A young jaguar cat, one of the largest predators of the Americas emerges into the star-filled Sonoran desert sky to begin its nightly walk-about. Each night brings the animal further north under the cover of darkness along steep slopes and mountain ridges. Only a few miles north, military contractors work by floodlight to erect a border wall promised by President Trump to be a “beautiful wall” on the remaining 1,300 unfenced miles of the U.S.-Mexico border. Although the wall is meant to deter human migration, it is more effective at disrupting the migration routes of animal species that pass back and forth across the boundary for their survival, including the Northern Jaguar (Pantera onca). The wall further reduces the jaguar’s range, keeping them from re-inhabiting land set aside by the U.S. government as critical habitat. Earthwave seeks to preserve continuous corridors of migration and make protected land accessible to the Northern Jaguar by means of a land bridge.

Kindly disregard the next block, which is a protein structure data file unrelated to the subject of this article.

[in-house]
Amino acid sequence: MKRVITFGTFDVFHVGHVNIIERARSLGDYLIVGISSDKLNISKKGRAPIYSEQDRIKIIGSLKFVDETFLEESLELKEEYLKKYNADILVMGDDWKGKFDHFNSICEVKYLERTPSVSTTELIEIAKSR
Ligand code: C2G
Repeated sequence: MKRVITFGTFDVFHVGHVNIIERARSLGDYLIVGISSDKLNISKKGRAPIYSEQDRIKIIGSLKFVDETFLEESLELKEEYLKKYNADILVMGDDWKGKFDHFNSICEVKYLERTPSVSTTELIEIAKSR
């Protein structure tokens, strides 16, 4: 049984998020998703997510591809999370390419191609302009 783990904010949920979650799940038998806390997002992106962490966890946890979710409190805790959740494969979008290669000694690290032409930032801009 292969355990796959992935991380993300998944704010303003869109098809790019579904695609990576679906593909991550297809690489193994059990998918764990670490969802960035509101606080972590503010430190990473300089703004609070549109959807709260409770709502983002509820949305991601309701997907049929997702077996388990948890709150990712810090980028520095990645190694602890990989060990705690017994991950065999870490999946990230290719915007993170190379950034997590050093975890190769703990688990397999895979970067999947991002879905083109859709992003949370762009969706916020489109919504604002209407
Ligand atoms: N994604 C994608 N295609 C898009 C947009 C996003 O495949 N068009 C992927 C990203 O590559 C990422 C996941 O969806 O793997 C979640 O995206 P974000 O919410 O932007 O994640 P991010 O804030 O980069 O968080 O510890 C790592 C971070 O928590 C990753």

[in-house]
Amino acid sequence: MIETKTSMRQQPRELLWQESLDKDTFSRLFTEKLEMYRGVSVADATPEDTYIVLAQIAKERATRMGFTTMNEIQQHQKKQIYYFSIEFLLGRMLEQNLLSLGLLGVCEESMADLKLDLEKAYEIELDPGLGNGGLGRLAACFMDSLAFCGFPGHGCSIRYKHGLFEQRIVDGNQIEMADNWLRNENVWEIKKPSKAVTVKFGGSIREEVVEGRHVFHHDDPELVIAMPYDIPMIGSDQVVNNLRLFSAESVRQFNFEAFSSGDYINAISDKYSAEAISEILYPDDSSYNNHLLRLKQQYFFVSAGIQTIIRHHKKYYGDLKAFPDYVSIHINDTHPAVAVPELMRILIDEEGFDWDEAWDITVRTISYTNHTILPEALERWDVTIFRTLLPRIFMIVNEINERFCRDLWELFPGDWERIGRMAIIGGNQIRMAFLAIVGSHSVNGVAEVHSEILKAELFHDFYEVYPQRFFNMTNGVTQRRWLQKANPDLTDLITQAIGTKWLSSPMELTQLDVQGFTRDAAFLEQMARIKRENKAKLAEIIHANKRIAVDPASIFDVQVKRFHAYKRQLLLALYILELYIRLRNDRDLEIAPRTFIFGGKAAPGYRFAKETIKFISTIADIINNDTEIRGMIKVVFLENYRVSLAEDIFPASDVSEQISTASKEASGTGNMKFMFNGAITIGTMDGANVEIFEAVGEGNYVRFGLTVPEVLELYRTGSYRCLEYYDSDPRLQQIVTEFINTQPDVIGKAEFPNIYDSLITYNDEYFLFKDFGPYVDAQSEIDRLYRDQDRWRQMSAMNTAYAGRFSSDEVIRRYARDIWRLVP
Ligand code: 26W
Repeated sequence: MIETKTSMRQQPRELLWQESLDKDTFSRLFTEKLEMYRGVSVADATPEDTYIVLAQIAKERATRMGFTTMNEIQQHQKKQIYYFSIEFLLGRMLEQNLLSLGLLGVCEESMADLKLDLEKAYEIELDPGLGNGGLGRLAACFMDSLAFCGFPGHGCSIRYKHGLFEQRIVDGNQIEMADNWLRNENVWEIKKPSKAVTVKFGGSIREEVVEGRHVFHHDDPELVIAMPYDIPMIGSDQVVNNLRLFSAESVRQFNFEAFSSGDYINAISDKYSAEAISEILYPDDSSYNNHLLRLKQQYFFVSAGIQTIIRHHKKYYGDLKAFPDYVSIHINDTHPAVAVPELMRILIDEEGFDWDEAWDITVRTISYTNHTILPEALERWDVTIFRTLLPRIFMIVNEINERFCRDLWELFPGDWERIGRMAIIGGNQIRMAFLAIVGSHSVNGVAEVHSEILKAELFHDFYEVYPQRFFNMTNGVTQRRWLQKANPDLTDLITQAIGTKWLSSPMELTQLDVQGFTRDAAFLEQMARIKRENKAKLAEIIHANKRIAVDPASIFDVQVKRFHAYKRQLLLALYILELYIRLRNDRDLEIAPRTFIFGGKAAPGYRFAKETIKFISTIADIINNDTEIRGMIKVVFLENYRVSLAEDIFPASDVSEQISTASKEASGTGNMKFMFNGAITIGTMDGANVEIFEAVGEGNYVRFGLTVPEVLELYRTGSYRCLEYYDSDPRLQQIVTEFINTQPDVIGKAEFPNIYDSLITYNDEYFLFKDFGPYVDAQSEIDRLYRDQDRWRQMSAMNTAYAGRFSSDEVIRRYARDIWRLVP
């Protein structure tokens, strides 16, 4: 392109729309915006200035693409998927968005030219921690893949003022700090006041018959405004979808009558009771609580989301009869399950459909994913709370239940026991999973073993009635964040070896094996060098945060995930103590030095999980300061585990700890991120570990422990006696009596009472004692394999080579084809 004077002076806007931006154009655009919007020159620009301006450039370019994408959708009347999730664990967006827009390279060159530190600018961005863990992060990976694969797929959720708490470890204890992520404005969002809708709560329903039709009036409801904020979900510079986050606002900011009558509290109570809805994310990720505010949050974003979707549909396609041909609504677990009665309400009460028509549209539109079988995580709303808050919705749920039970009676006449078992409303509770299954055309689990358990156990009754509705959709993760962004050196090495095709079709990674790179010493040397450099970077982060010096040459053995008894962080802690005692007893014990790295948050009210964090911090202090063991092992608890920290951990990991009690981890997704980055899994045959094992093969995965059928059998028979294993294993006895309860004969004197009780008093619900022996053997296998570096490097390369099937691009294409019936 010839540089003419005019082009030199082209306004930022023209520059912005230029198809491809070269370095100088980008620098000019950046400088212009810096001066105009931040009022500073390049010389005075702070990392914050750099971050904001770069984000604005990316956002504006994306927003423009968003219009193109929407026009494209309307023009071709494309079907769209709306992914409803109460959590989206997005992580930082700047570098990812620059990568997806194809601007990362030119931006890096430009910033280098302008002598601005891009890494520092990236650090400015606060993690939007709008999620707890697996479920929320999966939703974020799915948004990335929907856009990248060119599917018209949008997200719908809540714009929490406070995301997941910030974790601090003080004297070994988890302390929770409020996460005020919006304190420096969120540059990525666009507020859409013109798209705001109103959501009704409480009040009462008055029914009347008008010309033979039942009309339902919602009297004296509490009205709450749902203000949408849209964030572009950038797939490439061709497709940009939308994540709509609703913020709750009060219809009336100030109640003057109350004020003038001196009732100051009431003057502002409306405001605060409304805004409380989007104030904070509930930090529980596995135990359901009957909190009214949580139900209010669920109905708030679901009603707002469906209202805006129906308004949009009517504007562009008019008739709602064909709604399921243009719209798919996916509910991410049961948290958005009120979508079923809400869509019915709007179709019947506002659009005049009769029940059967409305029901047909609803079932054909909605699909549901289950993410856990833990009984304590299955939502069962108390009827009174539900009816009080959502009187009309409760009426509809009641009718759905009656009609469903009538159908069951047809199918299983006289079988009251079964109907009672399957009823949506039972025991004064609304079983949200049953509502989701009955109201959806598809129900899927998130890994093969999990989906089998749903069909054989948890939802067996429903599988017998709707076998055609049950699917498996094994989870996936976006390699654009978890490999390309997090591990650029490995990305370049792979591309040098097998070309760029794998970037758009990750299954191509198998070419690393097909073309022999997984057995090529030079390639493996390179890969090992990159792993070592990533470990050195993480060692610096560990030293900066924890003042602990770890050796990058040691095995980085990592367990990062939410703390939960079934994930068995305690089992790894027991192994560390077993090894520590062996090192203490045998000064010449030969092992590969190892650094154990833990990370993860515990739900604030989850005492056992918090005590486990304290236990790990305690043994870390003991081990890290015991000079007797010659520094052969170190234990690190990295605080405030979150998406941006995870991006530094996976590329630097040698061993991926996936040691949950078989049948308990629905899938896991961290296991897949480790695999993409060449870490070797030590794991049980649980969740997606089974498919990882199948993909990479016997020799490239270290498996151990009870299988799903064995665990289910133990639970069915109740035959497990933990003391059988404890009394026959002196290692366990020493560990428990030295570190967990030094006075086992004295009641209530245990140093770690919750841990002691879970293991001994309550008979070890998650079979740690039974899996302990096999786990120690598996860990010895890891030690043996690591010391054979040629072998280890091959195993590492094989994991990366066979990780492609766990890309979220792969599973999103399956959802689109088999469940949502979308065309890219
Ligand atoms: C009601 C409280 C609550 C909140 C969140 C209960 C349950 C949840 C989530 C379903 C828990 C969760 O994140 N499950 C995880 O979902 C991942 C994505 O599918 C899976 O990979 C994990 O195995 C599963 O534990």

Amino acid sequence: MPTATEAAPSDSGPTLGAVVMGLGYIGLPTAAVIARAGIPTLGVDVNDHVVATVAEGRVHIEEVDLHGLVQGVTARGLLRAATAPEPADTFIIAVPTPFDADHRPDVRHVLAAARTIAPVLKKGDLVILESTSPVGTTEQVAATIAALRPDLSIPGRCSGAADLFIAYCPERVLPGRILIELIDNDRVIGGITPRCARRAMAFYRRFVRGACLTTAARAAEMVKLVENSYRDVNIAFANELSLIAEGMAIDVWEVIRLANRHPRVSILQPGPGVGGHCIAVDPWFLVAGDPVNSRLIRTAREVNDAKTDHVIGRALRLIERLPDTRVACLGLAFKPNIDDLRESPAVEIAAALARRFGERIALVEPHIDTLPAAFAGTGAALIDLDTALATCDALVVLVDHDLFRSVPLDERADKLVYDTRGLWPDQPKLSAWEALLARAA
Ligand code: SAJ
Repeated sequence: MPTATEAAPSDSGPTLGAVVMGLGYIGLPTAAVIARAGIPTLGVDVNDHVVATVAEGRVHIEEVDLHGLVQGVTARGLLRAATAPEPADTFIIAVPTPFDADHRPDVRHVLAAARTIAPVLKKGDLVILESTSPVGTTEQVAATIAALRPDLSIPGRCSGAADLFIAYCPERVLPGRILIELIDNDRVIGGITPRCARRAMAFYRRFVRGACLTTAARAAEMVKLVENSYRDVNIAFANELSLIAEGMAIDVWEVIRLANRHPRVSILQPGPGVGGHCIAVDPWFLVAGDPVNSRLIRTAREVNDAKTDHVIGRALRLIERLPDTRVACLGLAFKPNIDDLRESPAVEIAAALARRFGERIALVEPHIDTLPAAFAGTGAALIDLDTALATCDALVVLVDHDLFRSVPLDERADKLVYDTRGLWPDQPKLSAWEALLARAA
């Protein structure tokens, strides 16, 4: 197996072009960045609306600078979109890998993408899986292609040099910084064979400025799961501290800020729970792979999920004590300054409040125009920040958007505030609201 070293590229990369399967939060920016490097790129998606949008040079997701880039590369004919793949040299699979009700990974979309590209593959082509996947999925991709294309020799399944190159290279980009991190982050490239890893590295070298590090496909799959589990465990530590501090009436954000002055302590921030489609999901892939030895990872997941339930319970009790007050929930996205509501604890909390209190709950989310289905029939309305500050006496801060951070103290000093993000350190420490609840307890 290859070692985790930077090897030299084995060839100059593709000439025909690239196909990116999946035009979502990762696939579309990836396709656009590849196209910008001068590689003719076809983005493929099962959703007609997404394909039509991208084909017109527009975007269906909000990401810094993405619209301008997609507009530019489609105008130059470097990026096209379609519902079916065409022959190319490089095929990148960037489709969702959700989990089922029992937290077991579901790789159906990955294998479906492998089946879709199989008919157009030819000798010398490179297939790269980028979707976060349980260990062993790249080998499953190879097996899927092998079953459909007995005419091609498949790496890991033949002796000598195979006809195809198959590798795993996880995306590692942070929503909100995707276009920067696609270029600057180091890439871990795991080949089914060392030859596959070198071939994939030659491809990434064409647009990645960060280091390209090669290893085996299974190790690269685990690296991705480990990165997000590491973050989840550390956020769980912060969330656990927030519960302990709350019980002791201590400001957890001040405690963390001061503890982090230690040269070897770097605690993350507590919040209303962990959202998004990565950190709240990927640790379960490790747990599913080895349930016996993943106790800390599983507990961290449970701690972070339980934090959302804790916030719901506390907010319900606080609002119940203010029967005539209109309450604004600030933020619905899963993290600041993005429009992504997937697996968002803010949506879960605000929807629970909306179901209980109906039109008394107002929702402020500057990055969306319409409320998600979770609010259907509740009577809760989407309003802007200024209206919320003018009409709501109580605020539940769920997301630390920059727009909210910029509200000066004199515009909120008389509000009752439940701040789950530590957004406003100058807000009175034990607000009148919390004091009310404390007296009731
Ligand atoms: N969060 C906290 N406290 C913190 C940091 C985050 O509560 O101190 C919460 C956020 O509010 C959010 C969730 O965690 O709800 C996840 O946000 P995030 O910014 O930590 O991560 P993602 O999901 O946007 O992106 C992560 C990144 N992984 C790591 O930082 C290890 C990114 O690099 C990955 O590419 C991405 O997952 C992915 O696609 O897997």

Harnessing the properties of a wave that can pass freely across seemingly solid objects, the land bridge rises up to the top (or near the top) of the wall while troughing on either side of the wall to form water channels or trincheras. The overall result is a more permeable border with an increase in mesic habitat and greater biodiversity in the region. The land bridge will provide hospitable environments for jaguars while allowing walls to remain in-situ in the form they were intended to take.
Earthwave acknowledges political and ecological violence by re-imagining a world in which human nations resolve problems cooperatively and animal migration through jaguar country is unrestricted.
In such a world Earthwave serves as a monumental refuge for the lost and distressed of any species.
For further reading visit the Northern Jaguar Project, a binational effort to safeguard jaguars from poaching and habitat destruction along the U.S.-Mexico borderlands. The project is centered in the 86-square-mile Northern Jaguar Reserve, a remote, rugged, and exceedingly wild landscape in the Sonoran desert of Mexico where a small breeding population survives.